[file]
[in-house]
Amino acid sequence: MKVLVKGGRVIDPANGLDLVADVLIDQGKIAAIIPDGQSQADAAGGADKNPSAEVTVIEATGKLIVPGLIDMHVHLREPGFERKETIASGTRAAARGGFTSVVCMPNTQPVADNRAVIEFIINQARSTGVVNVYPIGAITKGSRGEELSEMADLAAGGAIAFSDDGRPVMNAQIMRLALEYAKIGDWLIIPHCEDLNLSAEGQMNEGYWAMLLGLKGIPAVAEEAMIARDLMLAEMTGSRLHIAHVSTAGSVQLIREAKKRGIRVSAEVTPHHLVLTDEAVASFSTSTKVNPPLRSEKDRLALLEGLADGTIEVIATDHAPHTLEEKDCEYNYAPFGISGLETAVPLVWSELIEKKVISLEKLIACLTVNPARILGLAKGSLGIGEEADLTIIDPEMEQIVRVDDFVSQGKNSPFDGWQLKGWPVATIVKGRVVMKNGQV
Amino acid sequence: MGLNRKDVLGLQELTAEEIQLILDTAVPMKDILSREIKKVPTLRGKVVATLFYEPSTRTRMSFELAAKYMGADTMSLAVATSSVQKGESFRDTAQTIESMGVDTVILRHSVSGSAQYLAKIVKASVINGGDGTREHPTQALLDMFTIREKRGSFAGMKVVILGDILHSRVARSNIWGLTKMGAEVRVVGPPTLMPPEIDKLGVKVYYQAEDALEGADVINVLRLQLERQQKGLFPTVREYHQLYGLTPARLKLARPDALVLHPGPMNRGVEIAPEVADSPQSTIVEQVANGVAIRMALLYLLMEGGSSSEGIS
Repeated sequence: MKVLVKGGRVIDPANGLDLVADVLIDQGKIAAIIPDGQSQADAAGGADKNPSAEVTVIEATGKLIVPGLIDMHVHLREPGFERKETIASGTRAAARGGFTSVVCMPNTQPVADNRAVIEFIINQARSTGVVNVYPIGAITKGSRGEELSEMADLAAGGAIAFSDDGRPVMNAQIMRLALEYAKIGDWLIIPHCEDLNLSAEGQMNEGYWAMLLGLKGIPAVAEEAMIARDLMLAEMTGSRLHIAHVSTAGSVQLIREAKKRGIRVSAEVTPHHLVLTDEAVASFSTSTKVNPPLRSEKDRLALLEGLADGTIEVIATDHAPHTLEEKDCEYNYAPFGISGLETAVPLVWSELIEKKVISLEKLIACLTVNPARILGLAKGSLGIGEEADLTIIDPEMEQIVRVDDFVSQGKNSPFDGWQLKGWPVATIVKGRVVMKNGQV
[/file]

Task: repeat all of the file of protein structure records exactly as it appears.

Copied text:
[in-house]
Amino acid sequence: MKVLVKGGRVIDPANGLDLVADVLIDQGKIAAIIPDGQSQADAAGGADKNPSAEVTVIEATGKLIVPGLIDMHVHLREPGFERKETIASGTRAAARGGFTSVVCMPNTQPVADNRAVIEFIINQARSTGVVNVYPIGAITKGSRGEELSEMADLAAGGAIAFSDDGRPVMNAQIMRLALEYAKIGDWLIIPHCEDLNLSAEGQMNEGYWAMLLGLKGIPAVAEEAMIARDLMLAEMTGSRLHIAHVSTAGSVQLIREAKKRGIRVSAEVTPHHLVLTDEAVASFSTSTKVNPPLRSEKDRLALLEGLADGTIEVIATDHAPHTLEEKDCEYNYAPFGISGLETAVPLVWSELIEKKVISLEKLIACLTVNPARILGLAKGSLGIGEEADLTIIDPEMEQIVRVDDFVSQGKNSPFDGWQLKGWPVATIVKGRVVMKNGQV
Amino acid sequence: MGLNRKDVLGLQELTAEEIQLILDTAVPMKDILSREIKKVPTLRGKVVATLFYEPSTRTRMSFELAAKYMGADTMSLAVATSSVQKGESFRDTAQTIESMGVDTVILRHSVSGSAQYLAKIVKASVINGGDGTREHPTQALLDMFTIREKRGSFAGMKVVILGDILHSRVARSNIWGLTKMGAEVRVVGPPTLMPPEIDKLGVKVYYQAEDALEGADVINVLRLQLERQQKGLFPTVREYHQLYGLTPARLKLARPDALVLHPGPMNRGVEIAPEVADSPQSTIVEQVANGVAIRMALLYLLMEGGSSSEGIS
Repeated sequence: MKVLVKGGRVIDPANGLDLVADVLIDQGKIAAIIPDGQSQADAAGGADKNPSAEVTVIEATGKLIVPGLIDMHVHLREPGFERKETIASGTRAAARGGFTSVVCMPNTQPVADNRAVIEFIINQARSTGVVNVYPIGAITKGSRGEELSEMADLAAGGAIAFSDDGRPVMNAQIMRLALEYAKIGDWLIIPHCEDLNLSAEGQMNEGYWAMLLGLKGIPAVAEEAMIARDLMLAEMTGSRLHIAHVSTAGSVQLIREAKKRGIRVSAEVTPHHLVLTDEAVASFSTSTKVNPPLRSEKDRLALLEGLADGTIEVIATDHAPHTLEEKDCEYNYAPFGISGLETAVPLVWSELIEKKVISLEKLIACLTVNPARILGLAKGSLGIGEEADLTIIDPEMEQIVRVDDFVSQGKNSPFDGWQLKGWPVATIVKGRVVMKNGQV